Today, feeling the oncoming of an attack of flu, I decided to drop by a neighbourhood clinic, rather than travelling far away to my "company clinic". It was great in that I could call to "chope" (reserve) a number and be given a time to arrive. My domestic help made the arrangement for me. She knows the neighbourhood better than I do. Efficiency in practice. I could remember the days when I had to wait hours for a doctor, and in a "company clinic" too.
The first impression was that the clinic is small, not so "professional looking" as one would see in the high end ones. Apart from the visuals, my next impression was the friendly "customer service". "
"Ah you are living nearby," was the comment from this middle aged lady as she registered my name. It is the first time for me to visit this clinic although all in my family, including the domesitc help, have their medical records here. My professional brain was working, despite the flu bugs swimming in the head and elsewhere, observing and wondering if I could help improve in the IT part of it.
Today, the main doctor, and apparently the owner of the clinic, was off and I learnt that he's off on Tuesdays and Thursdays. Many of his "loyal" patients asked for him. Many would rather come on another day, when they found out over the phone. For me, it does not make any difference as my case is rather straightforward, hopefully, and I need some medication to suppress the reactions to the bugs.
Sitting and waiting for my turn, I observed that most of the patients were repeats and the counter staff knew them well. They would be bantering in dialects. Reminds me of the old days. Two or three of them came in to register and then went off to do marketing in the nearby Sheng Siong supermarket. Sure, some of them missed their numbers. I heard that they would have to wait for another 5 number calls before they could be called when they return. But there was no anger and no admonishment from the staff. Compared to the very old days when we were worried being scolded by the missy (nurse).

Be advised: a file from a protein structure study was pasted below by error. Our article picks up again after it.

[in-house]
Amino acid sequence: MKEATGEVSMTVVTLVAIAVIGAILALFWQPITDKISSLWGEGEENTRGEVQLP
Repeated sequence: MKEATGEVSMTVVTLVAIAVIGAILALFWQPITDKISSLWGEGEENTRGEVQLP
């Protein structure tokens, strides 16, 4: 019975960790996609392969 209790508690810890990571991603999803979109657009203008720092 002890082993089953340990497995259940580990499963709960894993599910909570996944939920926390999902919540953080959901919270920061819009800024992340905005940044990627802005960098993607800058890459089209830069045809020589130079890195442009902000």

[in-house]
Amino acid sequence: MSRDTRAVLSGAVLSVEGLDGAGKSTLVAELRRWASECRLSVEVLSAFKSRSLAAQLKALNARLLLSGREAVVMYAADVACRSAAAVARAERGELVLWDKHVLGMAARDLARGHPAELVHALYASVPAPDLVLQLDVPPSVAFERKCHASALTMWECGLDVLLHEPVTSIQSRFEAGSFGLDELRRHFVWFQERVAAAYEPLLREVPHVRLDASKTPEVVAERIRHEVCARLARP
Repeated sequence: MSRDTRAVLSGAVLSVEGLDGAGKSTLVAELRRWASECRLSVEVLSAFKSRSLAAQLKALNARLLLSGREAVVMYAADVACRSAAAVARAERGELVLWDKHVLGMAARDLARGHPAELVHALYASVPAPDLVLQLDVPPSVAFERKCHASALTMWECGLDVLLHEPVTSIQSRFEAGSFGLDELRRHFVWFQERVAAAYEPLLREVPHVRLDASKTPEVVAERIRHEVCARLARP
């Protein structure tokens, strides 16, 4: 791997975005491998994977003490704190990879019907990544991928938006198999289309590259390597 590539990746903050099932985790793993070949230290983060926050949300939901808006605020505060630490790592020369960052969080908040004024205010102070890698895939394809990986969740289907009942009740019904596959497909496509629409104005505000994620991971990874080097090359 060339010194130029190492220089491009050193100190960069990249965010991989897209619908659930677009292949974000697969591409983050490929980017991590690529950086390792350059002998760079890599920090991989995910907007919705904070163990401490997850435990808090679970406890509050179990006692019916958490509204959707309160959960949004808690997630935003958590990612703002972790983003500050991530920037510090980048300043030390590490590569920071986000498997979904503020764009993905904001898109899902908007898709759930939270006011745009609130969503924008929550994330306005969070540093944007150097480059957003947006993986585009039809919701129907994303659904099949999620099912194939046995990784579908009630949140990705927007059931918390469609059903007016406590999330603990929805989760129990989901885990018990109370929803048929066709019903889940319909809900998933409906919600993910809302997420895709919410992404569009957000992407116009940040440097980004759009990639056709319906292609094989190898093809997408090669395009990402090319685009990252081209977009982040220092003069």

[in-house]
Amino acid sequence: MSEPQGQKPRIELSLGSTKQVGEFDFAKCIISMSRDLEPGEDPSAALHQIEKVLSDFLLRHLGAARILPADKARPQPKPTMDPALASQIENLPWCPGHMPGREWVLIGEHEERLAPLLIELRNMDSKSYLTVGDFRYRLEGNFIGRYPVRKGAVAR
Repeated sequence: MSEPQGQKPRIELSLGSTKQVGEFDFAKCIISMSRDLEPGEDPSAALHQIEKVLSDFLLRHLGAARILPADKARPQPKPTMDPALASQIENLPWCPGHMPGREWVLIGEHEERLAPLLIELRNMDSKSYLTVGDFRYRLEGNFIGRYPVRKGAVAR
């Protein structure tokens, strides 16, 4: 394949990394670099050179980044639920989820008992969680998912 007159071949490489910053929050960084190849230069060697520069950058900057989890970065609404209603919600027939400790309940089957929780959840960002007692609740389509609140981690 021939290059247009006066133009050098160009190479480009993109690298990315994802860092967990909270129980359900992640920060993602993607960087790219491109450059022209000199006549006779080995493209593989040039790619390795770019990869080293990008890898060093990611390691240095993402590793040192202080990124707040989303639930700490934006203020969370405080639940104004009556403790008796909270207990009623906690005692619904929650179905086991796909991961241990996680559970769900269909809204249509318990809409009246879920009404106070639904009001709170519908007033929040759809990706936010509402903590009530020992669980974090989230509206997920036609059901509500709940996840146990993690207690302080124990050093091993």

An old Malay man came in to see the doctor. He had weak legs and the ladies quickly got him to sit down before taking out his appointment card. That kind of kampong spirit that I see, very spontaneously.
Looking around, I noted that except for one, the rest of the patients had greying hair. Ah, but of course, I am also in this category of senior citizens. Two older ladies came with their domestic help to assist them.
A pleasant and smiling lady doctor attended to me. She explained to me the medicine that she was about to give me. She noted that my blood pressure was above the normal. I explained that I had a history and was taking medication but I missed them every now and then. She empathised with me when I said that I am taking my medicine every other day instead of cutting the pills into two, saying she would have the same problems. But she encouraged me to remember.
I could remember some decades back when I also went to a neighbourhood clinic that my impression was whether it was a senior citizen centre. It turned out, as I was to learn later, that they were amahs who had since retired and were being taken care of by the doctor, who probably was taken care by them when he was young. I guessed. This friendly old doctor was in no hurry to send me off. And so, a consultation could lead to more than just the immediate problems. I could vividly remember his encouraging me to have children (I did not have any then) to make a family more complete.
My name was called to collect my medicine. The lady who was giving me the medicine advised me not to taken chilli during this period and not to take too much salt considering my blood pressure. All in a friendly manner.
Ah, I think I can adopt this clinic for my retirement years. If the medical bills do not shoot up, that is. Or it might be trips to the local Chinese medicinal shops for self treatment. (^^)